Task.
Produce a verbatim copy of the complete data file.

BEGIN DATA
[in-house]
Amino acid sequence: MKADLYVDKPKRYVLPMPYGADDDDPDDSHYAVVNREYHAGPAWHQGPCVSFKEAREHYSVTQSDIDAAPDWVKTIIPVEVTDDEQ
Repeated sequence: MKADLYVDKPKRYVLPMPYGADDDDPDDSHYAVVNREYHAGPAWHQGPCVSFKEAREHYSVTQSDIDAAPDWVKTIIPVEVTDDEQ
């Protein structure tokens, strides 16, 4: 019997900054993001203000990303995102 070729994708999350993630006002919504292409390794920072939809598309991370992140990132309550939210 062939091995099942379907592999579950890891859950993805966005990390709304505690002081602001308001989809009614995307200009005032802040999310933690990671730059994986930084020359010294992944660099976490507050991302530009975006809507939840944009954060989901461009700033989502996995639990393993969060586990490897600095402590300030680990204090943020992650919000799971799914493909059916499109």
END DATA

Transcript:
[in-house]
Amino acid sequence: MKADLYVDKPKRYVLPMPYGADDDDPDDSHYAVVNREYHAGPAWHQGPCVSFKEAREHYSVTQSDIDAAPDWVKTIIPVEVTDDEQ
Repeated sequence: MKADLYVDKPKRYVLPMPYGADDDDPDDSHYAVVNREYHAGPAWHQGPCVSFKEAREHYSVTQSDIDAAPDWVKTIIPVEVTDDEQ
């Protein structure tokens, strides 16, 4: 019997900054993001203000990303995102 070729994708999350993630006002919504292409390794920072939809598309991370992140990132309550939210 062939091995099942379907592999579950890891859950993805966005990390709304505690002081602001308001989809009614995307200009005032802040999310933690990671730059994986930084020359010294992944660099976490507050991302530009975006809507939840944009954060989901461009700033989502996995639990393993969060586990490897600095402590300030680990204090943020992650919000799971799914493909059916499109």